Part three of “My OCD Life Story, So Far”: “Grad school and mission”

For part two, click here, and for part one, click here

A university in England accepted me for graduate school starting the fall after my internship. At this point, I questioned whether or not I should go. Would I be able to handle living overseas, away from friends and family? If I had a breakdown going to Seattle on my own, how would I be able to handle going to London?

Somehow I decided to do it. Before leaving, I went to a doctor and was prescribed some medication to help. I’m pretty sure it was just a low dose of fluoxetine, but even knowing that I had something else “on my team,” as it were, helped. I made it to England and was amazingly lucky enough to meet the girls who would become my best friends there shortly after arriving.

Armed with medication, a support “system,” reading assignments, school, and the excitement and adventure of London, I managed to stay afloat. Sure, there were down times. I remember one moment where I suddenly understood how someone could overdose on meds—the rationale of “well, if one pill a day is supposed to make me happy, wouldn’t taking the whole bottle fix me?” made sense to me. That’s one of the things about mental illness. Once you are there, you can empathize with others who are also there a whole lot more.

In regards to the OCD, I worried about money. Maybe it was the fact that this was an unusual currency to me, but I would check how much money I had in my wallet and try and remember what money I had spent to make sure that I had the right amount left. Did I somehow not pay enough at a store? I didn’t really care if I had been shortchanged, as long as I wasn’t the one at fault. I still prefer to use a debit or credit card so I don’t have to worry about cash and change.

I also tried to be super vigilant about paying the proper amount for public transportation, making sure I swiped my Oyster card on the buses, etc. If a swiper machine wasn’t working on a bus, I would freak out, trying to find another one (if it was a bendy bus) or figuring out how I could “make it up” somehow over the course of the day so I wasn’t being dishonest in my payment.

At school, I was the secretary for the college radio station. Subconsciously, I bet I took that role so that I was the one in charge of making sure all the proper licenses were in place for our broadcasting. Still, sometimes I worry that maybe I forgot to apply for a license or two. You might say, oh well, who cares, what can you do now? But that’s the thing. The OCD makes you believe that you can do something now. Anything. There is always someone you could email, records you could check, money you could probably pay. “Just do your best” isn’t comforting when your brain believes your best is perfection.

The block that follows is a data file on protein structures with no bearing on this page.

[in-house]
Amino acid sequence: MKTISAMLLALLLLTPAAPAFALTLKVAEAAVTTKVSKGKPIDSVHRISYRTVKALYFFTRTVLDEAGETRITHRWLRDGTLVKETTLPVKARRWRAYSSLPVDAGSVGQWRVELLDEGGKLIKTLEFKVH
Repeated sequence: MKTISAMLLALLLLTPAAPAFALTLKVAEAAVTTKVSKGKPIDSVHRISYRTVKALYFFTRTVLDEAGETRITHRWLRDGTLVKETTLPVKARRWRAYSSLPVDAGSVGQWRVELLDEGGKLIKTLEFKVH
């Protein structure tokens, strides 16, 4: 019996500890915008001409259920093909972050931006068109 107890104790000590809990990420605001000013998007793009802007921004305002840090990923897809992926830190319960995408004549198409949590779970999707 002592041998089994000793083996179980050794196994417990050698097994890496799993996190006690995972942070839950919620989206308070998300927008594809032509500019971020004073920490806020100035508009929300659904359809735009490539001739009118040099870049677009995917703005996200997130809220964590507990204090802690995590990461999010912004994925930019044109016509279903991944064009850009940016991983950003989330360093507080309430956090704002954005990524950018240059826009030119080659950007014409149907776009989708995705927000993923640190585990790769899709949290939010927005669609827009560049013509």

Somehow I made it through grad school and loved it. I then decided to serve a mission and was called stateside. I continued to use my medication and plowed through my service, often steamrolling over some companions who maybe weren’t on the same track or even the same lane of the track as me. I felt like I was on a mission to serve and be engaged in that work, and that was what I had to do. I tried to be obedient and focused, and those things, combined with my determination and compulsion to keep working, often stymied my ability to have compassion, patience, etc.

By the end, I was tired. I remember sitting in the temple at the very end of my mission feeling relief that it was over. Frankly, I was glad to not have to follow the schedule any longer. I had put such pressure on myself to be perfect or as perfect as possible that I think I missed out on other lessons I could have learned, or simple joy I could have felt. Maybe I felt determined to “do my best” to such an extreme that I didn’t want to have to use the Atonement (or grace or mercy) any more than absolutely necessary.

It was as if not being as perfect as possible would be tantamount to failure.

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